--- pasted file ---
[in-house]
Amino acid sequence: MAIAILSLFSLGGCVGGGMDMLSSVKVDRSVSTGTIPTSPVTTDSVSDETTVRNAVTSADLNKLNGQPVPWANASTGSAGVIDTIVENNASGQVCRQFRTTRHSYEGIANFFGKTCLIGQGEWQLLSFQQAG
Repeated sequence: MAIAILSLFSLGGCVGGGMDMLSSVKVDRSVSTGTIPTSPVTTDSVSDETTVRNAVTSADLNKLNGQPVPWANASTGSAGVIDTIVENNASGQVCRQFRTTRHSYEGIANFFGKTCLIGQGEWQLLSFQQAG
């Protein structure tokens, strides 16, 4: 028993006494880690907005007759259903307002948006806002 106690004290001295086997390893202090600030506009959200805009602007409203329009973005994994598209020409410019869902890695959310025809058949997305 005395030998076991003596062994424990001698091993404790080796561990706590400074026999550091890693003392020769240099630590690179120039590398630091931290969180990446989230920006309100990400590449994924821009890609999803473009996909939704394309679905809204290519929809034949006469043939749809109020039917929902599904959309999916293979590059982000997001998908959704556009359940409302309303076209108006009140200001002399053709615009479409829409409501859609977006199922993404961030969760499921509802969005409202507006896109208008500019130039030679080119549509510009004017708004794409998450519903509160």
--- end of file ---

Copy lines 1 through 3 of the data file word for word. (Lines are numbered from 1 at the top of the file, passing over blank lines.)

[in-house]
Amino acid sequence: MAIAILSLFSLGGCVGGGMDMLSSVKVDRSVSTGTIPTSPVTTDSVSDETTVRNAVTSADLNKLNGQPVPWANASTGSAGVIDTIVENNASGQVCRQFRTTRHSYEGIANFFGKTCLIGQGEWQLLSFQQAG
Repeated sequence: MAIAILSLFSLGGCVGGGMDMLSSVKVDRSVSTGTIPTSPVTTDSVSDETTVRNAVTSADLNKLNGQPVPWANASTGSAGVIDTIVENNASGQVCRQFRTTRHSYEGIANFFGKTCLIGQGEWQLLSFQQAG